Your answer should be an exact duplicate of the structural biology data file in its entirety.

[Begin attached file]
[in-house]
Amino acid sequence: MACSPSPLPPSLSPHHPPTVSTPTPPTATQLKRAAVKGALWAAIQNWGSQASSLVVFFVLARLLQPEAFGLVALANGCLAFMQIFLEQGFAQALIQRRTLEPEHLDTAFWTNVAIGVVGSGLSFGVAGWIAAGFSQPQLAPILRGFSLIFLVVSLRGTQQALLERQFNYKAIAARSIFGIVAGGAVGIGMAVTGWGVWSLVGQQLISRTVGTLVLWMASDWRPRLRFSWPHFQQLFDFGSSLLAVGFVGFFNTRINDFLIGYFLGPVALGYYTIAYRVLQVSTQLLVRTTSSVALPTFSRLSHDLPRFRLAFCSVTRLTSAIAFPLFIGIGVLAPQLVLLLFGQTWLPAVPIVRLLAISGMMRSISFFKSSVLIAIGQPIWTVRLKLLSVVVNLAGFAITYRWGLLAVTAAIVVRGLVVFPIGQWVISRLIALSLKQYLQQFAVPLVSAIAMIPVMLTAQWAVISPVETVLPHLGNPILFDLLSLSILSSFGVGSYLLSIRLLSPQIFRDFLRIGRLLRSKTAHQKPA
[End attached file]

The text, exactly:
[in-house]
Amino acid sequence: MACSPSPLPPSLSPHHPPTVSTPTPPTATQLKRAAVKGALWAAIQNWGSQASSLVVFFVLARLLQPEAFGLVALANGCLAFMQIFLEQGFAQALIQRRTLEPEHLDTAFWTNVAIGVVGSGLSFGVAGWIAAGFSQPQLAPILRGFSLIFLVVSLRGTQQALLERQFNYKAIAARSIFGIVAGGAVGIGMAVTGWGVWSLVGQQLISRTVGTLVLWMASDWRPRLRFSWPHFQQLFDFGSSLLAVGFVGFFNTRINDFLIGYFLGPVALGYYTIAYRVLQVSTQLLVRTTSSVALPTFSRLSHDLPRFRLAFCSVTRLTSAIAFPLFIGIGVLAPQLVLLLFGQTWLPAVPIVRLLAISGMMRSISFFKSSVLIAIGQPIWTVRLKLLSVVVNLAGFAITYRWGLLAVTAAIVVRGLVVFPIGQWVISRLIALSLKQYLQQFAVPLVSAIAMIPVMLTAQWAVISPVETVLPHLGNPILFDLLSLSILSSFGVGSYLLSIRLLSPQIFRDFLRIGRLLRSKTAHQKPA